Valuations: The route taken matters

By John De Goey, CFP, CIM

Special to the Financial Independence Hub

The other day I had a lovely exchange with some friends on Twitter about advisor behaviour considering current market valuations.   Every time I write about this, I need to begin with the caveat: this is NOT about forecasting or market timing.  I can’t do it.  You can’t.  No one can do that if reliability is properly considered.  What follows is not about predictions.

It is about what, if anything, can be done – either proactively or reactively – considering high market levels and what that might mean for investors.  To be clear, I will admit that “what that might mean” is my code for “if markets take a really big tumble.”

By now, you’ll know that I have been concerned about the frothy levels of market valuation south of the border for over a year.  The fact is that the Shiller CAPE for the S&P 500 has been above 30 for about four years now.  In early February, it hit 35 for the first time since the bubble at the turn of the millennium.  Based on valuation alone, markets are much higher today than they were at the start of the GFC [Great Financial Crisis], for instance.  I think we should be worried, but most of my colleagues don’t seem to be.

At these levels, returns next decade could be poor

The thing about CAPE is that although it is a poor tool for short term market timing (i.e., it is essentially useless in picking ‘tops’), it has, over the years, proven to be a highly reliable predictor of returns over the next decade or so.  When valuations are this high, the ensuing decade is pretty much always ugly.

Despite this, all I ever seem to hear about is how the good times are rolling and it would be folly to ‘fight the fed’, that ‘the trend is your friend’ and that investors seem to be more confident than ever before.  Like they say in the movies… “it’s pretty quiet out there … a little TOO quiet.”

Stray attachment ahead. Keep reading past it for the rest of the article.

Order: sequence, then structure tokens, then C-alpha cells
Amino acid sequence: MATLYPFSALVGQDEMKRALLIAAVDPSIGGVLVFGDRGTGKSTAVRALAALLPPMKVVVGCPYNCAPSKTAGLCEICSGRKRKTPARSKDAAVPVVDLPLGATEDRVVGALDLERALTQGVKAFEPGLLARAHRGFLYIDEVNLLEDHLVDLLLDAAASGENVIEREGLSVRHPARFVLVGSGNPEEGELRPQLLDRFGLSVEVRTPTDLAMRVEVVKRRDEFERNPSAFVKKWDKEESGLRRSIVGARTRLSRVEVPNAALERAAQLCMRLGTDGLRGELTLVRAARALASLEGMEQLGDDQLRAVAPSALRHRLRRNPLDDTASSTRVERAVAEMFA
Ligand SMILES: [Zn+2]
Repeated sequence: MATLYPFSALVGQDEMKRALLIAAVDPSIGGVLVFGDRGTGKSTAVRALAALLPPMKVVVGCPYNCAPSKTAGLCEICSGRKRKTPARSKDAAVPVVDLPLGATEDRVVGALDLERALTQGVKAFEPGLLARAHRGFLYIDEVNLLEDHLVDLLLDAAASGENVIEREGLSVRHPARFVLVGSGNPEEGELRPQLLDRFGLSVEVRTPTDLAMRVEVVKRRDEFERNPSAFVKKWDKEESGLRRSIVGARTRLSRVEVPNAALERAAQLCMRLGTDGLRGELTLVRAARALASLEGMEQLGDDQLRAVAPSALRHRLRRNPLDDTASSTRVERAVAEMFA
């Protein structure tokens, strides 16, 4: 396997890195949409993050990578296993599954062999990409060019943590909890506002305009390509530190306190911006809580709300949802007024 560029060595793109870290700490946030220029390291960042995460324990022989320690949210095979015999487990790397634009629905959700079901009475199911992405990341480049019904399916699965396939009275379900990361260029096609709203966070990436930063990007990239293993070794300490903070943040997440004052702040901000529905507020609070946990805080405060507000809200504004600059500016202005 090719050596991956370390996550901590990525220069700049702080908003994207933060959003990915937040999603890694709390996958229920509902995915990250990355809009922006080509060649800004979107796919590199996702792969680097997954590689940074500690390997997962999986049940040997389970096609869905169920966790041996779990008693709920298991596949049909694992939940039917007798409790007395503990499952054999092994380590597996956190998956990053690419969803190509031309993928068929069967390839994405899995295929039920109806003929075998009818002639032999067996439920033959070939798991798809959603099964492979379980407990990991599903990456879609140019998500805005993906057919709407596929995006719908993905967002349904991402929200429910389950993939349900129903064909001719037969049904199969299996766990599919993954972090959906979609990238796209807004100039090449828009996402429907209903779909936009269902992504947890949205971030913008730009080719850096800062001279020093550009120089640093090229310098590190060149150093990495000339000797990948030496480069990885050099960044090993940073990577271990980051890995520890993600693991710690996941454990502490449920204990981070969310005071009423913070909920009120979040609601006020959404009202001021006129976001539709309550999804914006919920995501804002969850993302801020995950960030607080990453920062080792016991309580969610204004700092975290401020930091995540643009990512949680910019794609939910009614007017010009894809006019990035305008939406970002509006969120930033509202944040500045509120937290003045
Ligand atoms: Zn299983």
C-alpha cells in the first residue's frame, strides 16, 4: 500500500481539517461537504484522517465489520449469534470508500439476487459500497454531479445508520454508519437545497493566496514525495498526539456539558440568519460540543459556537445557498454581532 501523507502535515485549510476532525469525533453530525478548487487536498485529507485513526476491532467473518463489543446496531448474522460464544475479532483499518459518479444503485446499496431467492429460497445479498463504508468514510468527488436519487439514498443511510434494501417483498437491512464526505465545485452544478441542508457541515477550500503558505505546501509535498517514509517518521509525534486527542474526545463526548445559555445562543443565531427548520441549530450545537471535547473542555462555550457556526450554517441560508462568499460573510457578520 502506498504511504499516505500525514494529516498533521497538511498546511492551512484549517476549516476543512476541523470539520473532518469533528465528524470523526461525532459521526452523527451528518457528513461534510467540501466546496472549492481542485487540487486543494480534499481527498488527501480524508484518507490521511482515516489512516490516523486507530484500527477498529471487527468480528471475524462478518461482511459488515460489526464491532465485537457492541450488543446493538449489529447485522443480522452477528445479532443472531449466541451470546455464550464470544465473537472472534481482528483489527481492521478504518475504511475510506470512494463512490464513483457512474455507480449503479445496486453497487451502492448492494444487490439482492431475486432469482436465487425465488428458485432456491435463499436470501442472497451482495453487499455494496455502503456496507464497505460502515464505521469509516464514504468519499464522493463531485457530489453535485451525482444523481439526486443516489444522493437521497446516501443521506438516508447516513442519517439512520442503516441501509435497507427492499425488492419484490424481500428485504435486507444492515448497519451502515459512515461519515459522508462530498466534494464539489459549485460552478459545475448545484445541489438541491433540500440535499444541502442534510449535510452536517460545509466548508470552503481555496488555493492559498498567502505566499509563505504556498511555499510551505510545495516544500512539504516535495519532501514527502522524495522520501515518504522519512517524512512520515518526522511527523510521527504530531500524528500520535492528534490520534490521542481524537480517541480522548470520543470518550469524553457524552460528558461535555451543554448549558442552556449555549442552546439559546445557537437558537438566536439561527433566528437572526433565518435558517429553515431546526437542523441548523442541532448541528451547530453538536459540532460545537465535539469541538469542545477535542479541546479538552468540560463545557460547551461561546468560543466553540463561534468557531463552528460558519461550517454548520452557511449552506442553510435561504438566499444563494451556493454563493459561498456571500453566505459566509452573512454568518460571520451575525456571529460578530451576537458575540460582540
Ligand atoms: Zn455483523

People like Jeremy Grantham at GMO have taken to suggesting the coming returns for North American stocks and bonds are likely to be negative (!) over the next seven years at least.  Who has THAT in their financial plans?  Perhaps more to the point, what if there’s not a single, monumental point where markets fall off a cliff?  If markets drop by 1% or 2% every year for the better part of the coming decade, how will people react … and who will be genuinely prepared?

A Thought Exercise

Here’s a thought exercise. 

What if markets were to drop by (say) 50% in 2021?  Then, to avoid negative returns over the decade of the 2020s, it would take about 9 years at an 8% CAGR just to get back to where we are now.  I’m not saying anyone can time anything.  I am saying that the risk in current markets is readily apparent.

I’m simply curious about the ‘buy and hold’ crowd insisting that they won’t really consider how they might react if markets started dropping.  Not now (before the drop) and not after (because we all know it’ll happen eventually).  The concern is real.  I think advisors should at least think about the problem.

John De Goey, CIM, CFP, FP Canada™ Fellow, is a Portfolio Manager with Toronto-based Wellington-Altus Private Wealth Inc. This blog originally appeared on the firm’s “Newswire” site on Feb. 17, 2021 and is republished on the Hub with permission.

One thought on “Valuations: The route taken matters

  1. If your portfolio is made up of financially strong high paying dividend stocks (628 stocks pay a 6%+ dividend on the NYSE and the NASDAQ. 100 are financially strong) you live off your dividends and forget about whether shares are up and down. The market does not control dividends. The companies do and they pay their dividends through market downturns. Oddly such companies share prices do grow by several multiples over time despite your ambivalence over share price.

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